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Idaho wildland firefighter hazard pay plan heads to governor

March 21, 2022 GMT

BOISE, Idaho (AP) — Legislation giving Idaho wildland firefighters hazard pay when confronting wildfires headed to the governor’s desk on Monday after it was unanimously approved in the state Senate.

State senators voted 35-0 for the bill that would give state-employed wildland firefighters hazard pay of up to 25% above their hourly wages. The bill to increase pay for Idaho Department of Lands wildland firefighters passed the House 49-19 last month.

The spokesperson for Republican Gov. Brad Little’s, Marissa Morrison, declined comment on whether he will sign the bill because the governor has a policy not to comment on pending legislation.

Supporters said the raises are needed to retain firefighters who get training from the state but leave to take better-paying firefighting jobs with other agencies that give hazard pay.

“The result is a revolving door of employees that come and move on to other jobs,” said Republican Sen. Jim Woodward. “At two years, we see 40% turnover.”

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Supporters also said firefighters deserve hazard pay because they face significant risks on the job.

The Idaho Department of Lands is responsible for fire protection on 9,800 square miles (25,000 square kilometers) of state, federal and private land. It had one of its worst wildfire seasons in 2021 with some 225 square miles (580 square kilometers) burned, which was six times the 20-year average. Fighting the wildfires cost the state $75 million.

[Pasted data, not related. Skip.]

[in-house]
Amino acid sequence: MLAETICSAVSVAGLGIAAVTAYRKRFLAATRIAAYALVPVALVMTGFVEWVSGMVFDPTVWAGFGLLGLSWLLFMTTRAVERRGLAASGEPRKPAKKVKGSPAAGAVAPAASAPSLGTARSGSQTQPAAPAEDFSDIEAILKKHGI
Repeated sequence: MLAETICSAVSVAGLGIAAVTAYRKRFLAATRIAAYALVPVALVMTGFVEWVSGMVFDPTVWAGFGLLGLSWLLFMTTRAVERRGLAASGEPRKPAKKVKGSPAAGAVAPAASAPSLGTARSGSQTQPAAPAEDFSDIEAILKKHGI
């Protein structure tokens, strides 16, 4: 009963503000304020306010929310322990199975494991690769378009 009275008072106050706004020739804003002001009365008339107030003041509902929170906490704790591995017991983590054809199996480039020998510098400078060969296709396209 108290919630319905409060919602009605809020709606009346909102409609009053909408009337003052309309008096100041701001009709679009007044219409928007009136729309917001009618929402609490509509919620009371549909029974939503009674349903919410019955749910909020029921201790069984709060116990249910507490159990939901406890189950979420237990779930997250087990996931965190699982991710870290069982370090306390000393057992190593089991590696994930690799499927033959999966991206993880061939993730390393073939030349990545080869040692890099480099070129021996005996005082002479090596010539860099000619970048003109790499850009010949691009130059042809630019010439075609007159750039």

New Idaho wildland firefighters make $15 an hour. The hazard pay that firefighters would receive is expected to cost the state up to $390,000 a year.

“I will tell you that the fiscal statement on this bill seems very small by the offset to the massive forest fires that we have seen in north Idaho — the value of our timber going up in the air,” said Republican Sen. Mary Souza.

Republican Sen. Van Burtenshaw recalled a fire that was moving 35 mph (56 kph) and injured numerous cattle that couldn’t get out of the way and had to be euthanized.

“Those men and women out there in front of that are risking their lives,” he said. “This is a small amount for what we pay for fire suppression in the state of Idaho.”

Little sought to boost the Idaho Department of Lands budget this year due to increasingly destructive wildfires that he has blamed in part on climate change.